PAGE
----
Analog Efex Pro is one of the plug-ins in the Nik Collection. It works as a plug in with Lightroom Classic and Photoshop but it can also work as a standalone program or as an external editor with all sorts of other programs like Capture One, Exposure X and more. It’s designed to recreate the look of old-fashioned films, film cameras and darkroom techniques, and offers a wide array of filters that can be combined into presets, or ‘cameras’, including some you won’t find anywhere else.
If you haven’t used Analog Efex Pro before, this guide will help you get started. The Analog Efex Pro interface uses some different jargon here and there, but its layout is quite logical once you know where you need to look for the tools you need.
Here’s a numbered annotation of the interface, with more details below. Just click on any annotation heading to expand the explanation.
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1. Cameras (presets)
Analog Efex Pro calls its presets ‘Cameras‘, but they are simply preset effects like those in other programs. They are organized into categories, so you use the Cameras section at the top of the left tools panel to choose your category. Here, it’s showing ‘Vintage Camera‘. category. Each ‘camera’ uses a predefined set of tools, but you can choose the tools for yourself with the Camera Kit option. Read How to use the Analog Efex Pro Camera Kit for more.
2. Camera (preset) thumbnails
When you choose a Camera category, its ‘cameras‘ (presets) are shown as thumbnail previews of what your image (main window) will look like if you choose that preset. All of these presets are created using combinations of Analog Efex Pro’s adjustment and effects tools. You can see which ones have been used in the tools panel on the right.
3. Custom & Imported presets
You can create and save your own Analog Efex Pro presets, and they will appear in this Custom panel – you click on any of these panel headings to expand them. Below this is a panel for Imported presets. It is possible to export Analog Efex Pro presets for other people to download and import. You can download and import these Life after Photoshop Analog Efex Pro presets.
4. Compare & Zoom options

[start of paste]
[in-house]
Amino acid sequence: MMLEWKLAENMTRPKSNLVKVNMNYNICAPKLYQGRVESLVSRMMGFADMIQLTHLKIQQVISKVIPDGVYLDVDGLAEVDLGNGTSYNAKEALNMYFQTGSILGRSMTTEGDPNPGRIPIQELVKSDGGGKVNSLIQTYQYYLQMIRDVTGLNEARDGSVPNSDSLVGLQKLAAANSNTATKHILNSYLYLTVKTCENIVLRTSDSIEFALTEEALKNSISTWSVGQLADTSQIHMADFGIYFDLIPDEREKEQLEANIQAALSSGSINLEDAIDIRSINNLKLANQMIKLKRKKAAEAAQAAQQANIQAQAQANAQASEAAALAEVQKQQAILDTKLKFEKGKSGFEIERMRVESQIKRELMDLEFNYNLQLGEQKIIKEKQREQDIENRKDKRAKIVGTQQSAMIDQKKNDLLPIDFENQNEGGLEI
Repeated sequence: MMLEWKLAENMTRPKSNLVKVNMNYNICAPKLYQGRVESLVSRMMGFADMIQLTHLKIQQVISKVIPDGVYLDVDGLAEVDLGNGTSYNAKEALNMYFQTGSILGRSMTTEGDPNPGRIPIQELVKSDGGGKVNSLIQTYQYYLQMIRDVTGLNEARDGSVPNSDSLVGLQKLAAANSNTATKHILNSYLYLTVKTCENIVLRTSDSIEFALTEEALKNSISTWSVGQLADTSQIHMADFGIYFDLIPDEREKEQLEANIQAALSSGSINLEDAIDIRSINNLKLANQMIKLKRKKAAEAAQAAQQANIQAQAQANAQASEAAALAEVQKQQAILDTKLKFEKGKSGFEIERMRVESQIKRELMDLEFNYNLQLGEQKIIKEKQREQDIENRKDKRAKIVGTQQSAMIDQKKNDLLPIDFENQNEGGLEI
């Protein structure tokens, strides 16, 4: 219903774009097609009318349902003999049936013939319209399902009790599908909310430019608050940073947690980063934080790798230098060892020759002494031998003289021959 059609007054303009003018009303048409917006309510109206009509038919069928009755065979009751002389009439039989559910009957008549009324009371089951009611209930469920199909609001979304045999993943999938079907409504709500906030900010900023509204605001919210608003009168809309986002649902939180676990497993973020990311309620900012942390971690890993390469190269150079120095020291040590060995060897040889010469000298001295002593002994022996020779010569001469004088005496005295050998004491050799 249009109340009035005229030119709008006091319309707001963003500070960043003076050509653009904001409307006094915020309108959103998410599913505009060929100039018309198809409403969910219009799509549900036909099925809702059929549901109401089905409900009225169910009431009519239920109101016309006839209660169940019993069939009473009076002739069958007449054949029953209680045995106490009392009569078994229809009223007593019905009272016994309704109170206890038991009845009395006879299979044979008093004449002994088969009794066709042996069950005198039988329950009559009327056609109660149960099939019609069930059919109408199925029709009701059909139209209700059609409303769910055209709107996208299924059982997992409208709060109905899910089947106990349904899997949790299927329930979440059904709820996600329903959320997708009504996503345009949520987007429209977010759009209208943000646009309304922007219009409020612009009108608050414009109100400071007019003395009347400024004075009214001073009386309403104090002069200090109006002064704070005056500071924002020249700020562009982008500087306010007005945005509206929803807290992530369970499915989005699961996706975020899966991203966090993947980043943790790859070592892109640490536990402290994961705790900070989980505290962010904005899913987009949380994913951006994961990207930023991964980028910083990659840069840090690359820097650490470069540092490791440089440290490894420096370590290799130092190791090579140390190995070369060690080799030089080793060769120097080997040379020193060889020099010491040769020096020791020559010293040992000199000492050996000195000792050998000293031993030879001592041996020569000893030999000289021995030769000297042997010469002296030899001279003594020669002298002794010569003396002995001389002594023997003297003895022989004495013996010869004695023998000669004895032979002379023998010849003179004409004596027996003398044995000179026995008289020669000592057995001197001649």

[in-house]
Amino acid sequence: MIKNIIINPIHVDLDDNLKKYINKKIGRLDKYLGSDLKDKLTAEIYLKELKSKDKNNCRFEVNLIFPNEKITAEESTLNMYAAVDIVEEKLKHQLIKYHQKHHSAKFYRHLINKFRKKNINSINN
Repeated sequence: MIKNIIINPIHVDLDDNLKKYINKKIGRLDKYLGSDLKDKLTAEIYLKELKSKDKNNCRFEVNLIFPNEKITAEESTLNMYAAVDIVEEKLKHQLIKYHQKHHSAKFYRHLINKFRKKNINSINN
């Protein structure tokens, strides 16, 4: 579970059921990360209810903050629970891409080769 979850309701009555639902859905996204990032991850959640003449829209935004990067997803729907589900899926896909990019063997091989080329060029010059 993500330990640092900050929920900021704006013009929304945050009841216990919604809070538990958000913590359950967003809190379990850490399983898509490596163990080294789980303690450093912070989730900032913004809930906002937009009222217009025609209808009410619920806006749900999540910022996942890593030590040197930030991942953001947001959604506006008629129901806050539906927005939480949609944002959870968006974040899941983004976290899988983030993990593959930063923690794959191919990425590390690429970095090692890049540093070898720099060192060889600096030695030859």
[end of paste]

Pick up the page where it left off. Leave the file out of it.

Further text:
You can use the Compare options on the left to compare the original image with your edited version, with the option of split-screen or side-by-side views. Over on the right are the Zoom options. The Zoom magnification is set to 100% by default, but you can choose other zoom percentages with the small drop-down menu to the right of the button.
5. Basic Adjustments
In the right tools panel are all the tools used to create the current image. The Basic Adjustments panel will be used for almost all of them. This is where you’ll find basic Brightness, Contrast and Saturation tools, but there’s also a very useful Detail Extraction slider for bringing out shadow and highlight detail and enhancing detail rendition in general. You can also apply these adjustments selectively using Control Points, so it’s possible to apply basic adjustments separately to different areas of the picture.
Here’s an example of one of the Analog Efex Pro tools in action. The Bokeh panel has options for creating elliptical blur to separate a subject from its background, or horizontal blur to simulate a tilt-shift or ‘miniature’ effect. When the Bokeh panel is active, it displays a gadget on the image for position and adjusting the bokeh effect.
7. Light Leaks
Light Leaks can add a hazy glow to the edges of pictures, as here, or more definite light leak effects, as if shooting with an old camera that isn’t properly light sealed, or working in a darkroom that’s not properly blacked out. In Analog Efex Pro, only one panel is open at a time. When you click a panel header to open it, other panels are closed.
8. Lens Vignette
Lens Vignettes are a very common way to simulate old cameras. A negative value darkens the edges of the picture, like an old lens, while a positive setting lightens the edges, like an old print. When this panel is active, you get an on-screen gadget to position and adjust the vignette effect.
9. Film Type
Analog Efex Pro doesn’t attempt to simulate classic film types and brands in the same way that other programs do, but it does offer a range of Film Types organized into categories including ‘Warm‘, ‘Cool‘, ‘Subtle‘, ‘B&W Neutral‘ and ‘B&W Toned‘. You could use these Film Types on their own, but you’re more likely to use them in combination with other effects.
Frames (or borders) are a great way to complete an analog ‘look’ and Analog Efex Pro does offer quite a good selection. Make sure you know what size or aspect ratio your final image needs to be before you apply a frame, however, because if it’s cropped differently you will lose part of the frame.
11. Loupe & Histogram
The Loupe view shows a magnified area of your picture so that you don’t have to use the Zoom settings, though (personal opinion) it’s really not very useful. The Histogram panel is useful, though, because it can warn you if your adjustments are clipping the shadows or highlights, or your image is not filling the tonal range. Arguably, though, you should judge images in Analog Efex Pro purely according to how they look, not their technical quality.
12. Save options
When you’ve finished working on your photo, clicking the Save button will export a processed version of the picture and send it back to the host program that you used to launch Analog Efex Pro. The Nik Collection 3, however, offers a new option. Checking the ‘Save and edit‘ later box will produce a double-layer TIFF file which also contains processing instructions, so you can return to Analog Efex Pro later and pick up where you left off with your last settings still displayed and fully adjustable. The only downside is that this does create large files, typically well over 100MB.